By Liz Kirchner
Weaverville – On Weaverville’s Main Street and on the last day of the year, walk into 5 Little Monkeys, quiet and colorful and full of tidy bolts of cloth, and a guest is welcomed by a small brindle bull terrier named Frogger wearing a spring green bandana.
Cutting a swath of pink and yellow percale, shop owner Angie Lamoree reflects on her New Year’s resolutions. “My biggest goal is to stay on track with my planner,” she said. “It’s not electronic. It’s paper, but my best focus is at one quarter at a time. I prefer to do my resolutions bite-size.”
Stroll down Main Street and Gena Murfin, potter and production assistant at Mangum Pottery, is standing among the gently glazed gleam of pots and plates on display. Murfin says her resolutions are health focused. She runs the trails in Woodfin and Weaverville.
“Trying to run 15 miles every week. I’m also cutting out…Oh, that’s not true…I’m trying a modified Paleo diet…well, It’s very modified,” she says.
The shop is part art gallery, part workshop. “Don’t Postpone Joy” says a bumper sticker above a corkboard of curling family snapshots of laughing, growing children above a worktable mounded with ribbons of clay and pieces in the works.
Out on the cold, sunny street, Kathryn and Dirk Wilmoth of Weaverville are in mid-laugh.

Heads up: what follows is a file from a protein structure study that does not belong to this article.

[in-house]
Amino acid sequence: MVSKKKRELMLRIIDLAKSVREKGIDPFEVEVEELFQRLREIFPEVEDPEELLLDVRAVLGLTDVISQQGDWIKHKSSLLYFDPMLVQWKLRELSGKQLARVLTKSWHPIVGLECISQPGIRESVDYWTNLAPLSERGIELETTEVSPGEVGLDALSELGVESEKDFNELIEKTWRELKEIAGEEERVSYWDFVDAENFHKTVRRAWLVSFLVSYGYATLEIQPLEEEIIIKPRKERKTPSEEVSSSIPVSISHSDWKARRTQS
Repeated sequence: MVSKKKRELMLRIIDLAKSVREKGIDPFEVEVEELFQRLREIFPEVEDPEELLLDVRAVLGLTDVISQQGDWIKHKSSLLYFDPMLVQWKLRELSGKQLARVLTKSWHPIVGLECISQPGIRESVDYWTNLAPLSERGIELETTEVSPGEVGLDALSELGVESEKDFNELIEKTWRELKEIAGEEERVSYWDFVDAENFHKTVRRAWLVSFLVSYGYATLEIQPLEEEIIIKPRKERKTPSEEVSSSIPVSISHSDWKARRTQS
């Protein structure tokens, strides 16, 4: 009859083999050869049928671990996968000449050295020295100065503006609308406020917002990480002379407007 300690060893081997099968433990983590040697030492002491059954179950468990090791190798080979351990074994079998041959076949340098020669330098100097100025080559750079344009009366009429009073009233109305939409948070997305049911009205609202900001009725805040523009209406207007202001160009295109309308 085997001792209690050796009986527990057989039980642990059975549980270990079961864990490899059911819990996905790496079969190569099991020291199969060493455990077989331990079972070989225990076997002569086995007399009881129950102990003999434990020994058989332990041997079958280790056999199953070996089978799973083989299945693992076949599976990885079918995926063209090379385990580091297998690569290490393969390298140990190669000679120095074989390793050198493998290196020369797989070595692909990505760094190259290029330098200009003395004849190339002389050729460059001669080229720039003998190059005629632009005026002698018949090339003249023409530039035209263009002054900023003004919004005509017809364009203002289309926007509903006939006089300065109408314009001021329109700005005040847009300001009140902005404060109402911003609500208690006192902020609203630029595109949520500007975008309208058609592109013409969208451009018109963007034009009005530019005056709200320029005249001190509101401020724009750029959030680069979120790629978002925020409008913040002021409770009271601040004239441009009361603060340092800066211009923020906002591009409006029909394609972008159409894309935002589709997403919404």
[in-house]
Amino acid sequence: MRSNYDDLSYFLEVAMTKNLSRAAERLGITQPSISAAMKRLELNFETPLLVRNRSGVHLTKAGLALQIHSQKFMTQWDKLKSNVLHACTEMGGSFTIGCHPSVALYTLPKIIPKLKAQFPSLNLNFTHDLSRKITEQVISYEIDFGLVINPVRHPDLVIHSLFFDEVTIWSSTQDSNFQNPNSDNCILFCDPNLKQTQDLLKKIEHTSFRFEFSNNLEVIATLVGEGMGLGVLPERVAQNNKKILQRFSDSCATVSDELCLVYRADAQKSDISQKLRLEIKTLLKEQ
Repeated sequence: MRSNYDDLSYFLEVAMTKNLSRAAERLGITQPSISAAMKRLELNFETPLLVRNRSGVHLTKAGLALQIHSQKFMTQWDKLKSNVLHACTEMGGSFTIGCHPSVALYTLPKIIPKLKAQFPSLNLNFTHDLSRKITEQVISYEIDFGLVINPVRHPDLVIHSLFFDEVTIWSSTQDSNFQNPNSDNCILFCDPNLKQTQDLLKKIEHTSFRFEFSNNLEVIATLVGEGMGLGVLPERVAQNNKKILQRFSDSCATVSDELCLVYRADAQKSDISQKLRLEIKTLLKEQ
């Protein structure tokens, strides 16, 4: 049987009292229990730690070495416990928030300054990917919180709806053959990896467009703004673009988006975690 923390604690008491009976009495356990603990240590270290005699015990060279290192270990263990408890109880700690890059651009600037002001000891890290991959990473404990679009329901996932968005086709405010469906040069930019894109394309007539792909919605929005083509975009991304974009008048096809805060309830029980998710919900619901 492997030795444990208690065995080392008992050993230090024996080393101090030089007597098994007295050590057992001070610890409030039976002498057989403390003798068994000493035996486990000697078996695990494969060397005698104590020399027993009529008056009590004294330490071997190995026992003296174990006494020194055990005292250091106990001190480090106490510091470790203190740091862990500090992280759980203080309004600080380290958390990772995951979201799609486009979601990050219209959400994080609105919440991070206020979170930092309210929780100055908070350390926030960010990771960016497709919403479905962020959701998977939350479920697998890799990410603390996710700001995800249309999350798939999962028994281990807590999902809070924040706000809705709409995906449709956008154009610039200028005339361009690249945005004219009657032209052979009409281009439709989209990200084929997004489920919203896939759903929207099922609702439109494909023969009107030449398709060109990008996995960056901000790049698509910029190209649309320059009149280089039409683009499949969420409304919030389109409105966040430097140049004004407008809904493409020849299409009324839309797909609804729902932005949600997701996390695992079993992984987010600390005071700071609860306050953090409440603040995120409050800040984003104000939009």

“No, I usually I don’t make a resolution,” says Kathryn, smiling and helpful. “I don’t either,” says Dirk. “We’re two peas in a pod!”
Just outside of Well-Bred bakery, Cindy and Steve Ouzts, visiting from South Carolina, are carrying a metal lamp ornamented with a small figure leaning comfortably against the lamp reading a book. They’re headed to art cooperative Artisans on Main (14 N. Main Street) for a handmade-paper lampshade.
Their resolutions? “To shop more locally!” they said. “We love Weaverville.”
Just outside Blue Mountain Pizza, Fernando Alvarez, in a festive red scarf, is visiting from Southern California and carrying a take-out box. “It’s a Cuban,” he says. It’s not for him, he says. “My resolution is to lose weight.”
At the Weaverville Public Library, Ryan Kampert, trained as a linguist majoring in Russian and Japanese already, his resolution is to explore more languages.
“I want to learn a new language. I don’t know which one. I’ll have to see where the spirit takes me.”
New Years’ resolutions in Weaverville and around the world are being made – and not made – as the spirit takes us, as we set off running, smiling, organizing, dieting, learning and shopping thoughtfully once more around the sun in a new year full of promise.